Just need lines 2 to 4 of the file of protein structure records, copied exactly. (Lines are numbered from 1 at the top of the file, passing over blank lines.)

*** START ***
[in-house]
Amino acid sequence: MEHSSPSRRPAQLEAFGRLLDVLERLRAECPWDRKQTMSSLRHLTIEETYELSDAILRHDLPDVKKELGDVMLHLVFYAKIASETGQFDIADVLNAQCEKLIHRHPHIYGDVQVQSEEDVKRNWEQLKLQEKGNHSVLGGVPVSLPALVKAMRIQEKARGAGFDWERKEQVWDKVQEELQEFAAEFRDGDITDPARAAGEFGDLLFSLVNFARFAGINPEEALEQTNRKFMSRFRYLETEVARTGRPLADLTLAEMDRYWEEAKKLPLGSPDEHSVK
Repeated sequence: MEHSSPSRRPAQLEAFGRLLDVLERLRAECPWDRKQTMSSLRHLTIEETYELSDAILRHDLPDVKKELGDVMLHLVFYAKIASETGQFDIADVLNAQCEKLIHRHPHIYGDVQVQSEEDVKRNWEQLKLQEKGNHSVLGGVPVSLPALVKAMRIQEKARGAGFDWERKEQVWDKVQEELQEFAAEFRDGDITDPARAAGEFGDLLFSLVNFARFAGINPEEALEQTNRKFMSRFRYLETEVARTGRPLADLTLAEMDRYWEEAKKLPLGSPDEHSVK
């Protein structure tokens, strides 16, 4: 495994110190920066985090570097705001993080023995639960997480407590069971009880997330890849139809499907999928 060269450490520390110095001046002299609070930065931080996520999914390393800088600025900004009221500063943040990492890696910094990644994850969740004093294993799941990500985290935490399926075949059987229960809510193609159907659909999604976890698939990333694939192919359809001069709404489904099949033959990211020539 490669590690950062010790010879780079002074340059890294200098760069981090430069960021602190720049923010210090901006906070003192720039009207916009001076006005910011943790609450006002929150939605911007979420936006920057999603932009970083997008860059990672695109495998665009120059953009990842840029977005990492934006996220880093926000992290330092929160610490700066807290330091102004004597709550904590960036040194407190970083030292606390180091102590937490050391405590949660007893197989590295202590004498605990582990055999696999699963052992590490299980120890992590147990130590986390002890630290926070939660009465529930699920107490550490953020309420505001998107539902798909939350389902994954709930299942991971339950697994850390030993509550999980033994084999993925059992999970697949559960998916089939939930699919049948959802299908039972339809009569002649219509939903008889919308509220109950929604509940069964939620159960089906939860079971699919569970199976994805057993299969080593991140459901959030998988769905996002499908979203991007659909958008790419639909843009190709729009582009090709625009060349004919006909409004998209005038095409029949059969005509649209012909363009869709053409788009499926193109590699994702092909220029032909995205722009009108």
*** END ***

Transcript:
Amino acid sequence: MEHSSPSRRPAQLEAFGRLLDVLERLRAECPWDRKQTMSSLRHLTIEETYELSDAILRHDLPDVKKELGDVMLHLVFYAKIASETGQFDIADVLNAQCEKLIHRHPHIYGDVQVQSEEDVKRNWEQLKLQEKGNHSVLGGVPVSLPALVKAMRIQEKARGAGFDWERKEQVWDKVQEELQEFAAEFRDGDITDPARAAGEFGDLLFSLVNFARFAGINPEEALEQTNRKFMSRFRYLETEVARTGRPLADLTLAEMDRYWEEAKKLPLGSPDEHSVK
Repeated sequence: MEHSSPSRRPAQLEAFGRLLDVLERLRAECPWDRKQTMSSLRHLTIEETYELSDAILRHDLPDVKKELGDVMLHLVFYAKIASETGQFDIADVLNAQCEKLIHRHPHIYGDVQVQSEEDVKRNWEQLKLQEKGNHSVLGGVPVSLPALVKAMRIQEKARGAGFDWERKEQVWDKVQEELQEFAAEFRDGDITDPARAAGEFGDLLFSLVNFARFAGINPEEALEQTNRKFMSRFRYLETEVARTGRPLADLTLAEMDRYWEEAKKLPLGSPDEHSVK
């Protein structure tokens, strides 16, 4: 495994110190920066985090570097705001993080023995639960997480407590069971009880997330890849139809499907999928 060269450490520390110095001046002299609070930065931080996520999914390393800088600025900004009221500063943040990492890696910094990644994850969740004093294993799941990500985290935490399926075949059987229960809510193609159907659909999604976890698939990333694939192919359809001069709404489904099949033959990211020539 490669590690950062010790010879780079002074340059890294200098760069981090430069960021602190720049923010210090901006906070003192720039009207916009001076006005910011943790609450006002929150939605911007979420936006920057999603932009970083997008860059990672695109495998665009120059953009990842840029977005990492934006996220880093926000992290330092929160610490700066807290330091102004004597709550904590960036040194407190970083030292606390180091102590937490050391405590949660007893197989590295202590004498605990582990055999696999699963052992590490299980120890992590147990130590986390002890630290926070939660009465529930699920107490550490953020309420505001998107539902798909939350389902994954709930299942991971339950697994850390030993509550999980033994084999993925059992999970697949559960998916089939939930699919049948959802299908039972339809009569002649219509939903008889919308509220109950929604509940069964939620159960089906939860079971699919569970199976994805057993299969080593991140459901959030998988769905996002499908979203991007659909958008790419639909843009190709729009582009090709625009060349004919006909409004998209005038095409029949059969005509649209012909363009869709053409788009499926193109590699994702092909220029032909995205722009009108």